If you've ever watched one of those really twisted episodes of Criminal Minds and wondered what an extended, uncensored, feature film version might look like, then this is the book for you.
If you've ever enjoyed Silence of the Lambs and came away from either the book or the movie wishing it had been less about Hannibal Lector, and more about Buffalo Bill, then this is the book for you.
If you've ever found that you actually prefer the original book over the movie version of Psycho, precisely because it dragged you deeper inside Norman Bates' psychosis, then this is the book for you.
Just don't expect a happy ending.
Hell's Door may very well be the best, the darkest, and the most perverse serial killer tale or police procedural that I have read in a very long time. What Sandy DeLuca has crafted here is a short novella that works exceedingly well in both genres, taking the first to extremes, while nicely subverting the second, and tying them both together with a twist that I honestly never saw coming.
Let's start with the second of the two - the police procedural. On the surface, this is the most straightforward (almost clichéd) element of the story. Detectives Lacy Powers and John Demmings are tired, jaded, overworked, and overwhelmed by their dogged pursuit of one of the worst serial killers in history. There's the obligatory will-they-won't-they sexual tension between them, with John coming off a failed marriage, and Lacy seemingly married to her job. There's also standard narrative isolation that suggests, no matter how big the case, they're really the only cops in town on the job.
Behind all that, however, there's a whole other layer that DeLuca has deftly subverted. She takes the cliché of the maverick cops who know better than everyone else, who don't need to inconvenience themselves with evidence to solve a case, and almost gleefully demonstrates how wrong they are. We know from the start that they're harassing the wrong suspect, and we're increasingly aware of the fact that more innocent women are dying because of their shared obsession. She also strips both characters to the bone, revealing them to be something other than we'd expect, particularly in the way Lacy presented seems to enjoys the inappropriate attention of their suspect, the devil-worshiping dominatrix, Ramsay Wolfe.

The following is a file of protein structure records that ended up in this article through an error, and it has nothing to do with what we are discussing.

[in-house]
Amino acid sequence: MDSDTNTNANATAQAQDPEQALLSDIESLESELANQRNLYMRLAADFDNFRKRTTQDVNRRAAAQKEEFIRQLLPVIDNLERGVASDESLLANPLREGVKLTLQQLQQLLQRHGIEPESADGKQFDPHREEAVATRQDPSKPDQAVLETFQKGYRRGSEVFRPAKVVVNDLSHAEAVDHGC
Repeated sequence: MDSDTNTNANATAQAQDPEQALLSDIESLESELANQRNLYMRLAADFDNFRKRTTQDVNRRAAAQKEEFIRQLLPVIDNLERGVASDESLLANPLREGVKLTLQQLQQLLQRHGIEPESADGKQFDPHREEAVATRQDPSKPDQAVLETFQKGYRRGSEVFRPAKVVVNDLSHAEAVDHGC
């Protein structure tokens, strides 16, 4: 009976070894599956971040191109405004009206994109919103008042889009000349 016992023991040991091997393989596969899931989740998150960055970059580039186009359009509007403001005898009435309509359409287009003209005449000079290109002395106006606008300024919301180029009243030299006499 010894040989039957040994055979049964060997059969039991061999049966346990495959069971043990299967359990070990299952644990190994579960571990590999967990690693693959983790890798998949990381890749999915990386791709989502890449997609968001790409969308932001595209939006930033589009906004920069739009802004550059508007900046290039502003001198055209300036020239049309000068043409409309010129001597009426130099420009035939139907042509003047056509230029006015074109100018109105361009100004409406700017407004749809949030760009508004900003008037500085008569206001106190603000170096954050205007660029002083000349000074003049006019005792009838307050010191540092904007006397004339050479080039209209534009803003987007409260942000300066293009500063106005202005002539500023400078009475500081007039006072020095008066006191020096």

Now, as for the second of the two - the serial killer tale - DeLuca pushes that to the limits and rides the razor's edge of almost-too-extreme. She puts us right inside the mind of her killer, exposing us to thoughts, feeling, fears, and fantasies that are clearly the product of a deeply disturbed mind. Whether it's rape with a broken chair leg, removing a victim's skin, or cutting off heads with a knife, she doesn't hesitate to describe the ugliest details, but she's careful not to sadistically glorify the acts. It's very clear what's being done to the women of Providence, but the focus is clearly on the killer's justification for suffering, not on the suffering itself.
As for the serial killer in question, to say too much would be to spoil the slow reveal of the story, as well as the final twist. There is absolutely a little Buffalo Bill and Norman Bates in our killer, but not necessarily in the ways you would expect. We get glimpses of history, of past events, that help to illuminate the killer's motives and methods, but DeLuca wisely steers clear of revealing too much, or of trying to transform her monster into a sympathetic victim. One thing I will say, however, is that no matter how creepy or unsettling you find the killer to be while reading, nothing can compare to what you'll think after the final twist.
It takes a brave - or possibly troubled - reader to step confidently through Hell's Door, but you won't be disappointed by what you find on the other side. This was a stellar tale, entirely suitable to being read in a single sitting, but I suggest breaking it up over a couple of days, just to give your mind time to process what's going on. Trust me, it's worth it.
Published October 2013 by DarkFuse